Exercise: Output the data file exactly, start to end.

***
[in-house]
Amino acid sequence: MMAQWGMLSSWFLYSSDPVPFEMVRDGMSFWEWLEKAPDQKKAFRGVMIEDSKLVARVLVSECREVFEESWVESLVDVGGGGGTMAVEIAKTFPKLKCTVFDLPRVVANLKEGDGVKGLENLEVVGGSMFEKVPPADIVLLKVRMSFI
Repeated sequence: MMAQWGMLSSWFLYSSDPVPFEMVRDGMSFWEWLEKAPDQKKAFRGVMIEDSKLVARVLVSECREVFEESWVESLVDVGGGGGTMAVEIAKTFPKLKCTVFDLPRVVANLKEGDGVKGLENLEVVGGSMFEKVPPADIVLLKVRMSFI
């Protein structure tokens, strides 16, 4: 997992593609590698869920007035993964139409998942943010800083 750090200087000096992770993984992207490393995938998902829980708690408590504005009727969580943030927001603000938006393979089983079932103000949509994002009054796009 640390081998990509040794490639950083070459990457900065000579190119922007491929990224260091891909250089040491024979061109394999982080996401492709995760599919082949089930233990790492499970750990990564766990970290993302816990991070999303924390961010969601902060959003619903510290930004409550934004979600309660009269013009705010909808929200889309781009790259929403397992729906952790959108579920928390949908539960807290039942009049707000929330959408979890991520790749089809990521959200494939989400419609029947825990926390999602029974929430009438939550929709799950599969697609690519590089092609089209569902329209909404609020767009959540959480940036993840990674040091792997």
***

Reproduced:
[in-house]
Amino acid sequence: MMAQWGMLSSWFLYSSDPVPFEMVRDGMSFWEWLEKAPDQKKAFRGVMIEDSKLVARVLVSECREVFEESWVESLVDVGGGGGTMAVEIAKTFPKLKCTVFDLPRVVANLKEGDGVKGLENLEVVGGSMFEKVPPADIVLLKVRMSFI
Repeated sequence: MMAQWGMLSSWFLYSSDPVPFEMVRDGMSFWEWLEKAPDQKKAFRGVMIEDSKLVARVLVSECREVFEESWVESLVDVGGGGGTMAVEIAKTFPKLKCTVFDLPRVVANLKEGDGVKGLENLEVVGGSMFEKVPPADIVLLKVRMSFI
């Protein structure tokens, strides 16, 4: 997992593609590698869920007035993964139409998942943010800083 750090200087000096992770993984992207490393995938998902829980708690408590504005009727969580943030927001603000938006393979089983079932103000949509994002009054796009 640390081998990509040794490639950083070459990457900065000579190119922007491929990224260091891909250089040491024979061109394999982080996401492709995760599919082949089930233990790492499970750990990564766990970290993302816990991070999303924390961010969601902060959003619903510290930004409550934004979600309660009269013009705010909808929200889309781009790259929403397992729906952790959108579920928390949908539960807290039942009049707000929330959408979890991520790749089809990521959200494939989400419609029947825990926390999602029974929430009438939550929709799950599969697609690519590089092609089209569902329209909404609020767009959540959480940036993840990674040091792997």